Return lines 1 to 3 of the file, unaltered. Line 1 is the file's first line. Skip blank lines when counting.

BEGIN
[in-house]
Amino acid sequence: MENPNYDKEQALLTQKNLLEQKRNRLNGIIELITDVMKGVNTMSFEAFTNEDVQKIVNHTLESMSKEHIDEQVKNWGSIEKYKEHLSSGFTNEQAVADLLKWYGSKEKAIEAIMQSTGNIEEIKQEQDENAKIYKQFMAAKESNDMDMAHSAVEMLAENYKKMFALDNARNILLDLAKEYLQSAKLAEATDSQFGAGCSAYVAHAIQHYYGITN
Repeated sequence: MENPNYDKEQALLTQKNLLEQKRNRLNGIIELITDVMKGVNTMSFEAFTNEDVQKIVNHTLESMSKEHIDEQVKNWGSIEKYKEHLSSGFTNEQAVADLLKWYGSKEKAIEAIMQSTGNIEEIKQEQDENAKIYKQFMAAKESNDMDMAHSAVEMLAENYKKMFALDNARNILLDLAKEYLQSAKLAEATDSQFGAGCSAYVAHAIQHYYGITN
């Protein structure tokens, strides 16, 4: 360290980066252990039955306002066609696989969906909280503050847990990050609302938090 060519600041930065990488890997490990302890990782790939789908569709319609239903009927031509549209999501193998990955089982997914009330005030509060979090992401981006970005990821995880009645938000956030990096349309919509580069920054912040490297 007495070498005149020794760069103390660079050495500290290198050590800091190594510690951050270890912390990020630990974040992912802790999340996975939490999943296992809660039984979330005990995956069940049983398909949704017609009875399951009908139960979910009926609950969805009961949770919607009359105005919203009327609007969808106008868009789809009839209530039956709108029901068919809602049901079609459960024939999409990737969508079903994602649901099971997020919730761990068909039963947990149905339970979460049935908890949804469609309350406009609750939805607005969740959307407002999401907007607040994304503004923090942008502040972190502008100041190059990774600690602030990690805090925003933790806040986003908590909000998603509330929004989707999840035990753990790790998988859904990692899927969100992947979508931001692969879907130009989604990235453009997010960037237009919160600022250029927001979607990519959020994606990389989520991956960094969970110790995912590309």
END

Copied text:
[in-house]
Amino acid sequence: MENPNYDKEQALLTQKNLLEQKRNRLNGIIELITDVMKGVNTMSFEAFTNEDVQKIVNHTLESMSKEHIDEQVKNWGSIEKYKEHLSSGFTNEQAVADLLKWYGSKEKAIEAIMQSTGNIEEIKQEQDENAKIYKQFMAAKESNDMDMAHSAVEMLAENYKKMFALDNARNILLDLAKEYLQSAKLAEATDSQFGAGCSAYVAHAIQHYYGITN
Repeated sequence: MENPNYDKEQALLTQKNLLEQKRNRLNGIIELITDVMKGVNTMSFEAFTNEDVQKIVNHTLESMSKEHIDEQVKNWGSIEKYKEHLSSGFTNEQAVADLLKWYGSKEKAIEAIMQSTGNIEEIKQEQDENAKIYKQFMAAKESNDMDMAHSAVEMLAENYKKMFALDNARNILLDLAKEYLQSAKLAEATDSQFGAGCSAYVAHAIQHYYGITN